The way in which the nervous system differentiates between the various forms of sensory experience has been a central issue since the beginnings of sensory physiology. A brief history of the major theories is given by Sinclair (1967). The notion of specificity of cutaneous sensation can be attributed to Bell (1811), and the idea was forwarded by Müller’s doctrine of specific nerve energies (Müller, 1840–1842). However, Müller had in mind the Aristotelean five senses and lumped together the sensations derived from the body surface under the category of “touch.” According to Sinclair (1967), Volkmann extended the specificity concept in 1844 to include the postulate of separate nerve endings for each variety of sensation arising from cutaneous stimulation.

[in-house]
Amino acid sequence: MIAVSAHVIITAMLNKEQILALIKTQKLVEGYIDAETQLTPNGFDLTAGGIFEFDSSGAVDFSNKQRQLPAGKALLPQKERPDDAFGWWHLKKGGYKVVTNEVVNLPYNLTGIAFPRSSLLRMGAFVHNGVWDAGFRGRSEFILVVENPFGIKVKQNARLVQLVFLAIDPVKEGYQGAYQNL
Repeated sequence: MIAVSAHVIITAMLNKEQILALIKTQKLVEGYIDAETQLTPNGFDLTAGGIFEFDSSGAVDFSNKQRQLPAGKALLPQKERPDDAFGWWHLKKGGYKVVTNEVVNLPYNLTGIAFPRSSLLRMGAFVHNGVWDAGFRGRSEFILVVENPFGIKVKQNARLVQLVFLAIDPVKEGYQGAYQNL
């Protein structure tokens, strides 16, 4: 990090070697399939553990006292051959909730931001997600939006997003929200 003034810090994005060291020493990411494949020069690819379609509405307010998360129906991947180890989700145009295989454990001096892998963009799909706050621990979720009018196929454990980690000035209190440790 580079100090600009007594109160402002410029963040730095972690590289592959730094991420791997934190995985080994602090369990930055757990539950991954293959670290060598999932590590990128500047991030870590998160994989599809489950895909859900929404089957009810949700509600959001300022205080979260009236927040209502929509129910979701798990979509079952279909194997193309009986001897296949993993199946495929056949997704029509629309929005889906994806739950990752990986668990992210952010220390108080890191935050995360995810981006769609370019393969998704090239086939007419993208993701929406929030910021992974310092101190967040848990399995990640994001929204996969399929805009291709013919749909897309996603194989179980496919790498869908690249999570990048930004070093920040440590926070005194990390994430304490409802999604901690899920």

KeywordsSensory Receptor Cold Spot Sensory Pathway Sensory Channel Cutaneous Sensation
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